Now Japan Plans To Put A Man On The Moon

Tossing its hat into the ring of proposed lunar manned missions, Japan announced this week that it would like to put a man on the moon by 2030. And just like similar proposals for future space ventures from other nations, the Japan Aerospace Exploration Agency (JAXA) acknowledged the exorbitant costs of doing so, and admitted it would likely send astronauts as part of an international mission to the moon.

A JAXA spokesman announced this week that a proposal to put Japan's first man on the moon, which was initiated by the Japanese space agency, was tendered to the nation's Ministry of Education, Culture, Sports, Science, and Technology, which oversees Japan's space exploration. The spokesman told CNN that the plan, Japan's first ever to commit to exploring the moon's surface, was not planned as an exclusive Japanese mission to the moon, which he noted would be extremely costly. The plan is to be a contributor to a multinational manned lunar probe, and by contributing technology to a mission, Japan is hoping to be awarded an astronaut's seat on the lunar mission.

Sputnik News reported that the local media outlet, NHK, Japan's national broadcasting organization, made the announcement that JAXA's proposal was to send an astronaut to the moon after 2025.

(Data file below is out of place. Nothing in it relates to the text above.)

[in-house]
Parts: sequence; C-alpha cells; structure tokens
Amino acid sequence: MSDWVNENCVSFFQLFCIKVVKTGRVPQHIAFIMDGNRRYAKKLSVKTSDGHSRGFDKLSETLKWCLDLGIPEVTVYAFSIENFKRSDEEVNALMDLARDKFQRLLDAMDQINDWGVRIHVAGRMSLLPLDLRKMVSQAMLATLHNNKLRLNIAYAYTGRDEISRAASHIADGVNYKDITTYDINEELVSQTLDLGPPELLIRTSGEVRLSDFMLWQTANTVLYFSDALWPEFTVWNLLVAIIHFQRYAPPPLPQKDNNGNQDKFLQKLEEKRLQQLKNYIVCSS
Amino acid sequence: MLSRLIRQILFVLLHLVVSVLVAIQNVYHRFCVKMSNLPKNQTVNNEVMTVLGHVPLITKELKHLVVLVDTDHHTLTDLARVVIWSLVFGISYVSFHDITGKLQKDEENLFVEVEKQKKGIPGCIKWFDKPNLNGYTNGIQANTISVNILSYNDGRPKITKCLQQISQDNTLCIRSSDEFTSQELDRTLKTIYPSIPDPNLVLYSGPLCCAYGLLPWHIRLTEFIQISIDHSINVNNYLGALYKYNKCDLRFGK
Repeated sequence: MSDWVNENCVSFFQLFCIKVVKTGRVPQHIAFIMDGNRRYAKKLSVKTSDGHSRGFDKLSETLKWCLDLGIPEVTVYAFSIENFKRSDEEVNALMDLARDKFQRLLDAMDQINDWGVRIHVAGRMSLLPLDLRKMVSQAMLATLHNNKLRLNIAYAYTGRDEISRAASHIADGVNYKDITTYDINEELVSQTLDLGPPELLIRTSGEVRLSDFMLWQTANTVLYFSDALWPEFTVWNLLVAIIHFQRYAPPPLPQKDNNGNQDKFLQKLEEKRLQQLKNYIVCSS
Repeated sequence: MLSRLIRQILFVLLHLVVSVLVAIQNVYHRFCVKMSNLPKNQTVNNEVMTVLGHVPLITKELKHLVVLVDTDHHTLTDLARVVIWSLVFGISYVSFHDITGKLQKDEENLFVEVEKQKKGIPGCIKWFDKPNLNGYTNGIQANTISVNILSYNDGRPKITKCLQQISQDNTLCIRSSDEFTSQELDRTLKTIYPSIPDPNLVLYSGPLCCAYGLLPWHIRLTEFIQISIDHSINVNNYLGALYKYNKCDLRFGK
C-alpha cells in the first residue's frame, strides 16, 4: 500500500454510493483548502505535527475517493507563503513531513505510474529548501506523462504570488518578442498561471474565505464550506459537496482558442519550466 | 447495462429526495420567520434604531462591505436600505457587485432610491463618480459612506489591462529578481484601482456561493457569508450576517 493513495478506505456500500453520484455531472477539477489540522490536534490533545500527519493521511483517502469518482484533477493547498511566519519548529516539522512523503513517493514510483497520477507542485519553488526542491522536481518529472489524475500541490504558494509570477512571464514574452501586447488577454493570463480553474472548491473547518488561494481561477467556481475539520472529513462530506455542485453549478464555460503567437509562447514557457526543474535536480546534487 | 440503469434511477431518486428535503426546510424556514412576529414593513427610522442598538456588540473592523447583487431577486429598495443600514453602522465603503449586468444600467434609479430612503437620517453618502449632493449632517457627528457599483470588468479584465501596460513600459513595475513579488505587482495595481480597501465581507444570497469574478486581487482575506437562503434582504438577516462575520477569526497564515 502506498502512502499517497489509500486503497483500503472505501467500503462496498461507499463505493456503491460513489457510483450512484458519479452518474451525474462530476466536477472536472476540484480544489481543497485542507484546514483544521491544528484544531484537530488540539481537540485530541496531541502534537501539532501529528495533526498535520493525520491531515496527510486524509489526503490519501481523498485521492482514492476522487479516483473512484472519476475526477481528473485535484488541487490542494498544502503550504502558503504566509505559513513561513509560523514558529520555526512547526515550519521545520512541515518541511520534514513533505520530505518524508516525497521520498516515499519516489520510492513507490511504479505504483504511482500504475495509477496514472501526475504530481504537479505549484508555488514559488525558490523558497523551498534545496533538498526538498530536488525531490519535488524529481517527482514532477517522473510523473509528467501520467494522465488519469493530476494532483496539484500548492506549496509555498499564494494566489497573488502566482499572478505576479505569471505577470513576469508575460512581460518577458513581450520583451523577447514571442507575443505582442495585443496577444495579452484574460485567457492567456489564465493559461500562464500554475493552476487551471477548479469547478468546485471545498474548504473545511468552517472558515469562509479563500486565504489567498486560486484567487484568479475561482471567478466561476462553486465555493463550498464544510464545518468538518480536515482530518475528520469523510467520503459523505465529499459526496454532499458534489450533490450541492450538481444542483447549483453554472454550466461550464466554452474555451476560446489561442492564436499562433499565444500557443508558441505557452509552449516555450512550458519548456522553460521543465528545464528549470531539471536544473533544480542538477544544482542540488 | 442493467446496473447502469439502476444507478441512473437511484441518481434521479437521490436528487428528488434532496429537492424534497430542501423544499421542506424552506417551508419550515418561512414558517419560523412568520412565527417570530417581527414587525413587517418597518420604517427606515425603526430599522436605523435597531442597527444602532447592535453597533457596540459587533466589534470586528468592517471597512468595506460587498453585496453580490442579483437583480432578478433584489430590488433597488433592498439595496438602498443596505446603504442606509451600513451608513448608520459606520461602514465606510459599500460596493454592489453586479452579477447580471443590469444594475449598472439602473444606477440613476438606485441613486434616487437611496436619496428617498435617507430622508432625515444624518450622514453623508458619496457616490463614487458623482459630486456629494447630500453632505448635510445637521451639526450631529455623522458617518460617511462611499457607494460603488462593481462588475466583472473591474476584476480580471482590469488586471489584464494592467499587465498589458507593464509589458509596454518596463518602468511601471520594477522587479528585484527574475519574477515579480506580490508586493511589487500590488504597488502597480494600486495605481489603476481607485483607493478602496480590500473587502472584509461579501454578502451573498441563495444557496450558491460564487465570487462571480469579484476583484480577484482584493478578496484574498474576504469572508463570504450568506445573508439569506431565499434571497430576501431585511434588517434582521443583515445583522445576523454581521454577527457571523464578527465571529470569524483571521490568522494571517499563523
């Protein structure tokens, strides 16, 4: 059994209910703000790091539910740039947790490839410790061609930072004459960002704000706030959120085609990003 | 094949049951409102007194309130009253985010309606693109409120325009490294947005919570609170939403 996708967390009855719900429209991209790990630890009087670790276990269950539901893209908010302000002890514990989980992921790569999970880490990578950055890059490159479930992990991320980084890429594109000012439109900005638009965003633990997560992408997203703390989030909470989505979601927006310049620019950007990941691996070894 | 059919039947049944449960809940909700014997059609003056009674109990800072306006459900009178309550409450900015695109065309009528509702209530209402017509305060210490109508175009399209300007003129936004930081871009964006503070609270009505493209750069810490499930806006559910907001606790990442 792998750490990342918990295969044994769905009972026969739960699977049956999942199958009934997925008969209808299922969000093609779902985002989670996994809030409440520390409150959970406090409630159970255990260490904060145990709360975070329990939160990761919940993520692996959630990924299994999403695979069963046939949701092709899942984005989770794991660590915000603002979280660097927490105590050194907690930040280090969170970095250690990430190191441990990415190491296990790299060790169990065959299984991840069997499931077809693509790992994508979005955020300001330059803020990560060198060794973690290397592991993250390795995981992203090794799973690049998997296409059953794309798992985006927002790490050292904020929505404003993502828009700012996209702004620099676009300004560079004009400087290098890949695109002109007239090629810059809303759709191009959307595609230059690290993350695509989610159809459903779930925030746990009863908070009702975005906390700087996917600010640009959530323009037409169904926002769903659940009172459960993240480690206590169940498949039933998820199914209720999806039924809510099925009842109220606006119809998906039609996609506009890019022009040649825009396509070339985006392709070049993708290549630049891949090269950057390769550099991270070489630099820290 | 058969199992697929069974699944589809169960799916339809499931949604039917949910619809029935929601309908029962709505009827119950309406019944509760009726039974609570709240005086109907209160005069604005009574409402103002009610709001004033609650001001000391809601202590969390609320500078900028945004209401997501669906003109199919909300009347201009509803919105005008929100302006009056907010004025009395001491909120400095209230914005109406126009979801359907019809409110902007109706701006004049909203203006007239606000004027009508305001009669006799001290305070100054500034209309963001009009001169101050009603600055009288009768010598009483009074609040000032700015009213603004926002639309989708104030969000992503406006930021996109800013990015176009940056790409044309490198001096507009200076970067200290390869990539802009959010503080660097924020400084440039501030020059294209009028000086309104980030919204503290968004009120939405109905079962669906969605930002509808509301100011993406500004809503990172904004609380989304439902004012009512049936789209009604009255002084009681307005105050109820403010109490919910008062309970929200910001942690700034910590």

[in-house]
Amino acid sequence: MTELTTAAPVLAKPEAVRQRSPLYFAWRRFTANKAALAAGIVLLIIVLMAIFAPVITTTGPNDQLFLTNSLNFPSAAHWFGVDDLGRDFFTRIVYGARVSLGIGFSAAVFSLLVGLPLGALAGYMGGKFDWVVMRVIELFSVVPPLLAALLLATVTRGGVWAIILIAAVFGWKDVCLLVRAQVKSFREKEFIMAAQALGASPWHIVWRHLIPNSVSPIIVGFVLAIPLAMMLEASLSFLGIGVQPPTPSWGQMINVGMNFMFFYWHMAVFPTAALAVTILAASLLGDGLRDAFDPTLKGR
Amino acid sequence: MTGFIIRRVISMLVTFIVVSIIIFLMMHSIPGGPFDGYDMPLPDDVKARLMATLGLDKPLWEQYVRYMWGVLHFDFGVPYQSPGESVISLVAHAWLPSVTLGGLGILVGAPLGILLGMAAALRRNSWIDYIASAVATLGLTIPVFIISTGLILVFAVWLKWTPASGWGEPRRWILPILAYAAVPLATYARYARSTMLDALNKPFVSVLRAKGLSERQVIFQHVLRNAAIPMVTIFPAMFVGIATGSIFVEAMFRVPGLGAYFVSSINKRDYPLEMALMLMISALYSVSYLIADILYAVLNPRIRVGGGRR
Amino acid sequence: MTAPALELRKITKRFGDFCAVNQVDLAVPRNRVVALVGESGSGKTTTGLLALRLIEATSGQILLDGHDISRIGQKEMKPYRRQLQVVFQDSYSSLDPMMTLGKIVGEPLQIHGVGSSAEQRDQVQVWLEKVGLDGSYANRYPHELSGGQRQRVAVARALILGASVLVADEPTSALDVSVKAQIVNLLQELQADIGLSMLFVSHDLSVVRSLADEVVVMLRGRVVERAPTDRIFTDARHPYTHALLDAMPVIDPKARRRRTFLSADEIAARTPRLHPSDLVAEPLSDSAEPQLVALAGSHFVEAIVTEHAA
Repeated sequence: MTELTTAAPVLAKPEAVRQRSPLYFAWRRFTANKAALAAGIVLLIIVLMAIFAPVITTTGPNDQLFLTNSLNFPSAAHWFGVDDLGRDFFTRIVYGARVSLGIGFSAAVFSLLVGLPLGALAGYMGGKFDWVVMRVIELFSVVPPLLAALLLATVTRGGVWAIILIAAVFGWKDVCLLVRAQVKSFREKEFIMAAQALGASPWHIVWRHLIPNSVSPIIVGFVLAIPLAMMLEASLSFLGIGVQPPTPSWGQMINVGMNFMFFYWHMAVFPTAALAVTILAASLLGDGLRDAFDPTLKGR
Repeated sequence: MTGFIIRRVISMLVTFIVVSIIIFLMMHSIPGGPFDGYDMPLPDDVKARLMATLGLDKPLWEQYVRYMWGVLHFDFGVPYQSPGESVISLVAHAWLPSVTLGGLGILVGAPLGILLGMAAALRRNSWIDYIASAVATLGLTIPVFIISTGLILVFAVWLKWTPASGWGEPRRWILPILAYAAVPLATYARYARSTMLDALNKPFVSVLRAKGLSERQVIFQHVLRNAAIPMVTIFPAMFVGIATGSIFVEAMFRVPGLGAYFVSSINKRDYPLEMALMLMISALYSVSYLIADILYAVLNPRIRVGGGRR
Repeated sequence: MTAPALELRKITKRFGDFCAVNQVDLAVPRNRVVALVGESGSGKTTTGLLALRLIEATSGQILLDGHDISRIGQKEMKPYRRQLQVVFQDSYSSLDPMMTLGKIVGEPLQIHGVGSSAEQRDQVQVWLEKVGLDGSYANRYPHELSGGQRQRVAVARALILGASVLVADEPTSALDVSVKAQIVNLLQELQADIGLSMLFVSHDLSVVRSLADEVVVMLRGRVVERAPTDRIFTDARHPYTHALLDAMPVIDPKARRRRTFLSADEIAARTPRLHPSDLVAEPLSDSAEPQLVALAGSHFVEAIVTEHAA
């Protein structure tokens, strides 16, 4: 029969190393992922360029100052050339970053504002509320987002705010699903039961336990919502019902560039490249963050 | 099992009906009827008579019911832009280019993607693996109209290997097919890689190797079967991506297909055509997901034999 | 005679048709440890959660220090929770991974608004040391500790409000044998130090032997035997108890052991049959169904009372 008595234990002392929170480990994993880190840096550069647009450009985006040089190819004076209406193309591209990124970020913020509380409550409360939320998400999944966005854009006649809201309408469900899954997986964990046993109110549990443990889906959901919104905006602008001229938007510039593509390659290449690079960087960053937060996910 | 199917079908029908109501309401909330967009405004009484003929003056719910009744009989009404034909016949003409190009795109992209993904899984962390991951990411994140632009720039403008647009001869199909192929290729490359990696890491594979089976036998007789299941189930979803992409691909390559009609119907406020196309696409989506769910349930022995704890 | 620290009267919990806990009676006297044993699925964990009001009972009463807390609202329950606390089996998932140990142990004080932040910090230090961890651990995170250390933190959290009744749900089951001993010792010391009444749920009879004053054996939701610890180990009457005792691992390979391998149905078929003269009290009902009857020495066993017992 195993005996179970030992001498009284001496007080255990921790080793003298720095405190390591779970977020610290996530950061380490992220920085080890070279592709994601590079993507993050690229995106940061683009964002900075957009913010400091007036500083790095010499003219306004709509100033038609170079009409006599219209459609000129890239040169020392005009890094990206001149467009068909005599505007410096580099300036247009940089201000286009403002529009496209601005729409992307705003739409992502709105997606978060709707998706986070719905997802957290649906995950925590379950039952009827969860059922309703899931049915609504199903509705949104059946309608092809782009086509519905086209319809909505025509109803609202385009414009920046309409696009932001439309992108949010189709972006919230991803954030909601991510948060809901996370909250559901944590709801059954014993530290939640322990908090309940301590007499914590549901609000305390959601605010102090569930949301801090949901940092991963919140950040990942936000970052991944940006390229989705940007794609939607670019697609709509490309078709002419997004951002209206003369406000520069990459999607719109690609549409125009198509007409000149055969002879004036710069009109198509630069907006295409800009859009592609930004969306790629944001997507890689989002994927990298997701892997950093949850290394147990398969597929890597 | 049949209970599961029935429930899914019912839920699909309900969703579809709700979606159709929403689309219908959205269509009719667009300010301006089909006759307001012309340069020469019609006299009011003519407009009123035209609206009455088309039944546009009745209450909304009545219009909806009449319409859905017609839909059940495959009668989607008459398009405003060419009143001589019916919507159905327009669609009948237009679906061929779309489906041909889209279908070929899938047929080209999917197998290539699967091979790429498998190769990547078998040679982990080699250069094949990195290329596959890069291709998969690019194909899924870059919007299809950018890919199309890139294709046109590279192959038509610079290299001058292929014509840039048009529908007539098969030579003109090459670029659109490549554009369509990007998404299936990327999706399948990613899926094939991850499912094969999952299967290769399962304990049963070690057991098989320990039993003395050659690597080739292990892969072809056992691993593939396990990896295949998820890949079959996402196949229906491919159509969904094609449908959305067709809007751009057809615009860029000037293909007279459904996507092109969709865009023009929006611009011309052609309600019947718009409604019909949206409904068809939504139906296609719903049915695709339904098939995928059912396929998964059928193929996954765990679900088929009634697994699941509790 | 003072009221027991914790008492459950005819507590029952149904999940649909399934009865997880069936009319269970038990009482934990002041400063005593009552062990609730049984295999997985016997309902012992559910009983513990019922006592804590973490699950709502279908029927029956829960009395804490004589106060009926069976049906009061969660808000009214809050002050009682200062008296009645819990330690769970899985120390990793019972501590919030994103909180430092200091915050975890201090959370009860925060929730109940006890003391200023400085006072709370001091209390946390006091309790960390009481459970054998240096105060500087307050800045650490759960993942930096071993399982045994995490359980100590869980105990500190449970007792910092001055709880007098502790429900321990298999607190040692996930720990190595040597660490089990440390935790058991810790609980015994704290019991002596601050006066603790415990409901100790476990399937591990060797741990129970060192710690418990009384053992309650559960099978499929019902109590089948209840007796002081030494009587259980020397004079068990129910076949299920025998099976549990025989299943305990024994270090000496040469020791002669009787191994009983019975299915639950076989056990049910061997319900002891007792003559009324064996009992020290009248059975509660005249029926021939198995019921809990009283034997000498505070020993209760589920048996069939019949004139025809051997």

Japan astronaut Takuya Onishi
JAXA (Japan Aerospace Exploration Agency) astronaut Takuya Onishi helped after landing on return from 115-day mission to the International Space Station in 2016. [Image by Bill Ingalls/NASA/AP Images]

Japan is the second Asian nation to announce designs for manned missions to the moon. Back in December, according to the Daily Mail, China announced its extensive plans for lunar exploration, including next year's probe that will perform the first ever landing on the dark side of the moon, and a 2020 mission that places a rover on the surface as well.

Concept of Japan lunar landing
Japan's announcement of putting a man on the Moon marks the nation's first design on mounting a manned Moon mission. This artist's rendition of a lunar landing by Japan's SLIM (Smart Lander for Investigating Moon) spacecraft is scheduled for a 2018 launch. [Image by Japan Aerospace Exploration Agency/AP Images]

But China's long-term goal for the moon would not put boots on the lunar surface until 2036.

In early June, China media cited a senior space official in stating that it will "not take long" for a China manned moon mission to get official approval and funding from the government.

China also has designs on cooperating in an international space venture. They have spoken with Russia on perhaps collaborating on future lunar missions and perhaps the space station (which China is already building and plans to have completely operational by 2022), and proposed to the European Space Agency a collaboration for the construction and manning of an international moon base.

The JAXA spokesman told CNN a plan for Japan's future space exploration would be released by the ministry's panel prior to Japan's International Space Exploration Forum, which will be held in March, 2018.

[Featured Image by JAXA/AP Images]